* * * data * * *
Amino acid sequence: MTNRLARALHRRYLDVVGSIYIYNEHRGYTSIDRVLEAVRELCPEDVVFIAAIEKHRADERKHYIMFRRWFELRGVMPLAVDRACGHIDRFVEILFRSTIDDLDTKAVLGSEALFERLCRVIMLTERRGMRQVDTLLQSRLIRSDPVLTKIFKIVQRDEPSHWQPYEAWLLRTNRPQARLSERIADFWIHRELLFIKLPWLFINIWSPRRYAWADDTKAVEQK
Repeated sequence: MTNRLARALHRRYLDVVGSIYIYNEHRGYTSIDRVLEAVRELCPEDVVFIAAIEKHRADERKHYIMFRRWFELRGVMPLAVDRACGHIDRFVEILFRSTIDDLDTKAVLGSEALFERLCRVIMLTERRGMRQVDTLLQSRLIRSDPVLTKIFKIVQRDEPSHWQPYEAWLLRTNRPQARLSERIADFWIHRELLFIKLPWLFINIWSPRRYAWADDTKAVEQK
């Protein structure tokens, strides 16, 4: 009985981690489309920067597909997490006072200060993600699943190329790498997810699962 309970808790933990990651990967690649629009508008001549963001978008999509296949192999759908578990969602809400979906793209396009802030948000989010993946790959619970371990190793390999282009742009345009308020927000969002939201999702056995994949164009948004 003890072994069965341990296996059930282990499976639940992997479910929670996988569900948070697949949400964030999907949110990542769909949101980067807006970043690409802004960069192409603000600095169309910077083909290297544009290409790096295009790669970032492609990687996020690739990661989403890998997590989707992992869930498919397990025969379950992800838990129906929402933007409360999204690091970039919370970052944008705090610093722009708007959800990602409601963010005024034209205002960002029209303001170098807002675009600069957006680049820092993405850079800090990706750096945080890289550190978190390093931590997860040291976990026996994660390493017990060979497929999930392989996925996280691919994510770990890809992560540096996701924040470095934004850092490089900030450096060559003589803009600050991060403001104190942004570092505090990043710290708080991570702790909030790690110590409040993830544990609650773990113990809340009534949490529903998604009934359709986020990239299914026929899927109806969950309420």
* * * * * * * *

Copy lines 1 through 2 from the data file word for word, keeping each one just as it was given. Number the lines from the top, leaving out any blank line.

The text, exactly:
Amino acid sequence: MTNRLARALHRRYLDVVGSIYIYNEHRGYTSIDRVLEAVRELCPEDVVFIAAIEKHRADERKHYIMFRRWFELRGVMPLAVDRACGHIDRFVEILFRSTIDDLDTKAVLGSEALFERLCRVIMLTERRGMRQVDTLLQSRLIRSDPVLTKIFKIVQRDEPSHWQPYEAWLLRTNRPQARLSERIADFWIHRELLFIKLPWLFINIWSPRRYAWADDTKAVEQK
Repeated sequence: MTNRLARALHRRYLDVVGSIYIYNEHRGYTSIDRVLEAVRELCPEDVVFIAAIEKHRADERKHYIMFRRWFELRGVMPLAVDRACGHIDRFVEILFRSTIDDLDTKAVLGSEALFERLCRVIMLTERRGMRQVDTLLQSRLIRSDPVLTKIFKIVQRDEPSHWQPYEAWLLRTNRPQARLSERIADFWIHRELLFIKLPWLFINIWSPRRYAWADDTKAVEQK